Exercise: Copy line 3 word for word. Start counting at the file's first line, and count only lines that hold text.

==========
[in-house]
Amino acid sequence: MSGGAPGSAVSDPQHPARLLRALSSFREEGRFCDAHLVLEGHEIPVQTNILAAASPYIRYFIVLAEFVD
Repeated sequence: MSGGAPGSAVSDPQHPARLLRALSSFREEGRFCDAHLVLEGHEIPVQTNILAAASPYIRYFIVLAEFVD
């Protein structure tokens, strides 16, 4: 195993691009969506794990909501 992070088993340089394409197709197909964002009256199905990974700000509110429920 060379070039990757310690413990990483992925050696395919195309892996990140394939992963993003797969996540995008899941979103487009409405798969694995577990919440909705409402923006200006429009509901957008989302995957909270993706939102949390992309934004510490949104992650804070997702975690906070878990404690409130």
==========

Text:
Repeated sequence: MSGGAPGSAVSDPQHPARLLRALSSFREEGRFCDAHLVLEGHEIPVQTNILAAASPYIRYFIVLAEFVD